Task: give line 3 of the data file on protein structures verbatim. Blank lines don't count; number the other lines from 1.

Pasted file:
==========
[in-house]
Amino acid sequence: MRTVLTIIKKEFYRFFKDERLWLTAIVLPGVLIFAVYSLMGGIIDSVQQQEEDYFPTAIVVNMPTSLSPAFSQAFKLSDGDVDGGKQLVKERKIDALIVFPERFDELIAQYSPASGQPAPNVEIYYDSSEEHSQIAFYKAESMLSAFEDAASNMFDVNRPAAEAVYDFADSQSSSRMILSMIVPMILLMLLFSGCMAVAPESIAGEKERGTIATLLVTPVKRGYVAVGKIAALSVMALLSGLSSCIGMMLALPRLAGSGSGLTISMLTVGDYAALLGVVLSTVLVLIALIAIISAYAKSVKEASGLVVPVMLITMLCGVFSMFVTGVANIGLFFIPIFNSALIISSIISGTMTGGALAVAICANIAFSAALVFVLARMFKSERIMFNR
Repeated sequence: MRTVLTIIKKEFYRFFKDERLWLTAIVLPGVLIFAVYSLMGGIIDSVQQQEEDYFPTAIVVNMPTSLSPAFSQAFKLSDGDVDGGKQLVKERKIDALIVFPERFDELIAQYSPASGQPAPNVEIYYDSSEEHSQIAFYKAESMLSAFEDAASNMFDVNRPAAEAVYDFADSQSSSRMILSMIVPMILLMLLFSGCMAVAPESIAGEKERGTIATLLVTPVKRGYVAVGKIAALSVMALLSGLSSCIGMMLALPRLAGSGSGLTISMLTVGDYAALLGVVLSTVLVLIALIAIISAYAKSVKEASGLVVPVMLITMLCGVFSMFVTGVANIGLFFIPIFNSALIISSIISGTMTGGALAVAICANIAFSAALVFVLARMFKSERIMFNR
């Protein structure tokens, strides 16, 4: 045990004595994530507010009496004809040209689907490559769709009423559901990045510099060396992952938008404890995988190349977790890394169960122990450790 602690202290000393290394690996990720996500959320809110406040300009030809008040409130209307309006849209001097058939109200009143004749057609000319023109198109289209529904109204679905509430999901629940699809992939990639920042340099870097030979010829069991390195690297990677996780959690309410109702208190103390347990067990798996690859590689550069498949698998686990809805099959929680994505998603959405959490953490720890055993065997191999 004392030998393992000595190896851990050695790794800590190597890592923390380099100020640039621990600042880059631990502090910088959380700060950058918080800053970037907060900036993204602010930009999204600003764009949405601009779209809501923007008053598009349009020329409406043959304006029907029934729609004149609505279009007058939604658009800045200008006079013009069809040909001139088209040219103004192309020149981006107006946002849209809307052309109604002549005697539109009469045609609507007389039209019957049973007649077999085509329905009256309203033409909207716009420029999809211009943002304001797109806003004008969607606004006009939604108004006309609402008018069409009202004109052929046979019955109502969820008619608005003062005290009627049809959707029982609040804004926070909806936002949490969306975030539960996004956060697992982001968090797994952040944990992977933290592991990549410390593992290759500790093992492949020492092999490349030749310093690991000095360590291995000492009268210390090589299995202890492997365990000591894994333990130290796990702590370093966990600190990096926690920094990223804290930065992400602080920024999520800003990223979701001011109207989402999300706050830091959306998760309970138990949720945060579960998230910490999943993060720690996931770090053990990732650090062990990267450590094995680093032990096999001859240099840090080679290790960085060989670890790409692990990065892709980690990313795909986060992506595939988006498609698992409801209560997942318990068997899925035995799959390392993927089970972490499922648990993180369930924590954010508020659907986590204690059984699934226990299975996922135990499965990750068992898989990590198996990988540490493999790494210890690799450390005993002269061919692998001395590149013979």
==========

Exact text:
Repeated sequence: MRTVLTIIKKEFYRFFKDERLWLTAIVLPGVLIFAVYSLMGGIIDSVQQQEEDYFPTAIVVNMPTSLSPAFSQAFKLSDGDVDGGKQLVKERKIDALIVFPERFDELIAQYSPASGQPAPNVEIYYDSSEEHSQIAFYKAESMLSAFEDAASNMFDVNRPAAEAVYDFADSQSSSRMILSMIVPMILLMLLFSGCMAVAPESIAGEKERGTIATLLVTPVKRGYVAVGKIAALSVMALLSGLSSCIGMMLALPRLAGSGSGLTISMLTVGDYAALLGVVLSTVLVLIALIAIISAYAKSVKEASGLVVPVMLITMLCGVFSMFVTGVANIGLFFIPIFNSALIISSIISGTMTGGALAVAICANIAFSAALVFVLARMFKSERIMFNR